West Point cadet killed in accident laid to rest
Cyril Josh Barker | 6/13/2019, 11:05 a.m.
Family and friends gathered on Tuesday for a memorial service for Christopher J. “C.J.” Morgan, the 22-year-old cadet killed during an accident when a vehicle overturned at the United States Military Academy at West Point.
Mourners gathered at West Orange High School in New Jersey where Morgan graduated from in 2015. Reports indicate that he was killed when a Light Medium Tactical Vehicle rolled over. Nearly 20 people were also injured in the accident.
“Cadet Morgan was a valued member of the Corps of Cadets and will be missed by all. The entire community is ensuring that our cadets are being cared for physically, emotionally, and spiritually,” Superintendent Lt. Gen. Darryl A. Williams said in a statement. “Our thoughts and prayers are with the Morgan family.”
Army West Point Wrestling Coach Kevin Ward said in one published report that Morgan was a talented athlete and that his teammates, students and teachers were “devastated by his passing.” “Chris had an infectious personality with a smile big enough to fill any room, and a heart big enough to love everyone around him,” he continued. “He made everyone around him better and he will be greatly missed.”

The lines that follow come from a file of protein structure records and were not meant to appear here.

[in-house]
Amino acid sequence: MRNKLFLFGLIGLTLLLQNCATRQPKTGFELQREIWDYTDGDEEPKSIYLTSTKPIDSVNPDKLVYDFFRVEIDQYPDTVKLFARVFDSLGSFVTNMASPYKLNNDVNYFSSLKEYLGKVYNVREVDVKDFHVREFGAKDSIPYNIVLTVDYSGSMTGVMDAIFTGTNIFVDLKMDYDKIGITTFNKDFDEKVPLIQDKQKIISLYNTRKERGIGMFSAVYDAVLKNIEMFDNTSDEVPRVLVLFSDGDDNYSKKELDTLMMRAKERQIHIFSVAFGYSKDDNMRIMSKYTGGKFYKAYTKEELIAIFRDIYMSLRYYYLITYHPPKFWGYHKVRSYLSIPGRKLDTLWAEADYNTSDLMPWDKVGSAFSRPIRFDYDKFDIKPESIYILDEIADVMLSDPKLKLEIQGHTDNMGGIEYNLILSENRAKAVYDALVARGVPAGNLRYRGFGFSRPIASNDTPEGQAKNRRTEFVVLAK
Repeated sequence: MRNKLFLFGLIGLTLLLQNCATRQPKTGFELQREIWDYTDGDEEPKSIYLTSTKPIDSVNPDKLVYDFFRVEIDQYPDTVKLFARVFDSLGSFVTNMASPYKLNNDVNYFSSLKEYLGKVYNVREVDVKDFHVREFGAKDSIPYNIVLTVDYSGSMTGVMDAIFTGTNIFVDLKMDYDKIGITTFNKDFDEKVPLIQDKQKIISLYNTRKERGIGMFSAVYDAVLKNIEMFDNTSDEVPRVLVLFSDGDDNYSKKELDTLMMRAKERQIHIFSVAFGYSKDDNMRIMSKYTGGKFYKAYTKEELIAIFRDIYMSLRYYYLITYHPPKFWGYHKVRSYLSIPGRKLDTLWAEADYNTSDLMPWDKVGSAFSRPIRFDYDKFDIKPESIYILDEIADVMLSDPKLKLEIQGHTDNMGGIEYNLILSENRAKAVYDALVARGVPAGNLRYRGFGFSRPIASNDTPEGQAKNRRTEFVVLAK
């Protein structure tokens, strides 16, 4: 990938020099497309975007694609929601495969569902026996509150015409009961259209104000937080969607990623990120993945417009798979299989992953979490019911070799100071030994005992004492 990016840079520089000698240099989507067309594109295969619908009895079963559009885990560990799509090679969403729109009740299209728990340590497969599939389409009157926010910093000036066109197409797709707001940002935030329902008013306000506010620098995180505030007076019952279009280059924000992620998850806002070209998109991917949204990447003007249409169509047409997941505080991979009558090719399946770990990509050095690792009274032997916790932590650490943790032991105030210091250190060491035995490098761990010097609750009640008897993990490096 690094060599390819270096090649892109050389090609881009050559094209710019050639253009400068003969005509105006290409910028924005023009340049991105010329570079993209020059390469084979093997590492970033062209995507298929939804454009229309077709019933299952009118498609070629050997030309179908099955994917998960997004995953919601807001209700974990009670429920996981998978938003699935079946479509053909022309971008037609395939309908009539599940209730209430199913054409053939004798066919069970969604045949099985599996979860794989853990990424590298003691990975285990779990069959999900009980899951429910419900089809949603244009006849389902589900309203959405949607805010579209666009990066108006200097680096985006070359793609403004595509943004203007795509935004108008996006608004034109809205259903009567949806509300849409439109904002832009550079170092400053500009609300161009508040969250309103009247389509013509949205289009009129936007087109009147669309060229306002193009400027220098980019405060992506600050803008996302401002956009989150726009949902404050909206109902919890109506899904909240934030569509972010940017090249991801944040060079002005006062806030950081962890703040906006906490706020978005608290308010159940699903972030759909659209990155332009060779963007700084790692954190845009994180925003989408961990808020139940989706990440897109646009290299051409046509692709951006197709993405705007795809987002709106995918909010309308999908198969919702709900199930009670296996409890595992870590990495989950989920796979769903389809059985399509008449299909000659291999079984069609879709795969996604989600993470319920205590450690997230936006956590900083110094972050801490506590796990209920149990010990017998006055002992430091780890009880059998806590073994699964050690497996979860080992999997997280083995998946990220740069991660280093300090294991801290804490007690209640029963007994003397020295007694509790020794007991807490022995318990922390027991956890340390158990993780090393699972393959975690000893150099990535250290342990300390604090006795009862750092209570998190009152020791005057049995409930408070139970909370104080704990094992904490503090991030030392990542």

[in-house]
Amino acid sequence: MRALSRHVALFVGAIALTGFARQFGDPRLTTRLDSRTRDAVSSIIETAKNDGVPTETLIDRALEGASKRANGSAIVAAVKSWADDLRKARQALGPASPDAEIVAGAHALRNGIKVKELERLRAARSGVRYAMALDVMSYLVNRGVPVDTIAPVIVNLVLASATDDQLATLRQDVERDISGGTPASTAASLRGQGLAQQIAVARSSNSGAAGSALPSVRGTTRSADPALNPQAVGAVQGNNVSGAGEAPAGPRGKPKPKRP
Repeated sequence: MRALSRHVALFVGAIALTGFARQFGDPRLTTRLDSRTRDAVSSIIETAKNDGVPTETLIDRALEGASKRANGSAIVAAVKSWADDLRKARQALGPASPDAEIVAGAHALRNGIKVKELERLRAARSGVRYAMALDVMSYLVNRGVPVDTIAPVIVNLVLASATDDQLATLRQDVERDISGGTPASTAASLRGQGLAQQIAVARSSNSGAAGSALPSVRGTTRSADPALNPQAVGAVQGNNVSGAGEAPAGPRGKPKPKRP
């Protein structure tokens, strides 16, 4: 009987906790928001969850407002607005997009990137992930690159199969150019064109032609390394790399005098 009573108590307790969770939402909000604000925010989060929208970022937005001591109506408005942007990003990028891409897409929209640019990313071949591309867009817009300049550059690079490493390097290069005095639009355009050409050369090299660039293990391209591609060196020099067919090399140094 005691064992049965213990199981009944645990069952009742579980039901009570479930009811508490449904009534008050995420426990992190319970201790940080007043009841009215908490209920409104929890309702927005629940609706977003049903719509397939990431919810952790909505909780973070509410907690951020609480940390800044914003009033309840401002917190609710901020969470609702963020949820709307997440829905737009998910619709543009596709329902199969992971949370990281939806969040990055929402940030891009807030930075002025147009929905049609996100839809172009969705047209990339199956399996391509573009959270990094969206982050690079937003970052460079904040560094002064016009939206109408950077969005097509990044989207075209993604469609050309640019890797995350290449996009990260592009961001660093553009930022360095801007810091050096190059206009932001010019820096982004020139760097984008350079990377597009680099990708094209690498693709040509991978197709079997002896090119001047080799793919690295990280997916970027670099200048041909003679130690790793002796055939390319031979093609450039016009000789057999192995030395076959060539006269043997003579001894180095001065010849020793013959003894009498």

More than 1,000 people attended the memorial service held in the high school’s gymnasium. Morgan was best remembered as a stellar athlete who excelled in wrestling and football. He was also in the band.
Morgan was reportedly going to graduate from West Point in 2020 with a degree in law. In a previous interview he said he was studying political science, foreign affairs and global economy. He had dreams of working for Homeland Security.
“He was a bright light to everyone around,” said Brigadier General Jemal J. Beale at the service. “He was a bold young man willing to dream and make it a better place. His impact will endure, and we’ll enjoy the impact he had on our lives.”
Morgan’s brother, Colin, spoke at the service and said he looked up to his brother. He plans to follow in his brother’s footsteps and attend West Point after graduating from high school.
“He showed me the way in almost everything that I did,” Colin said. “I know if I can even reach half of the amount of people that he did or be half of the man that he was, I’ll be a great person.”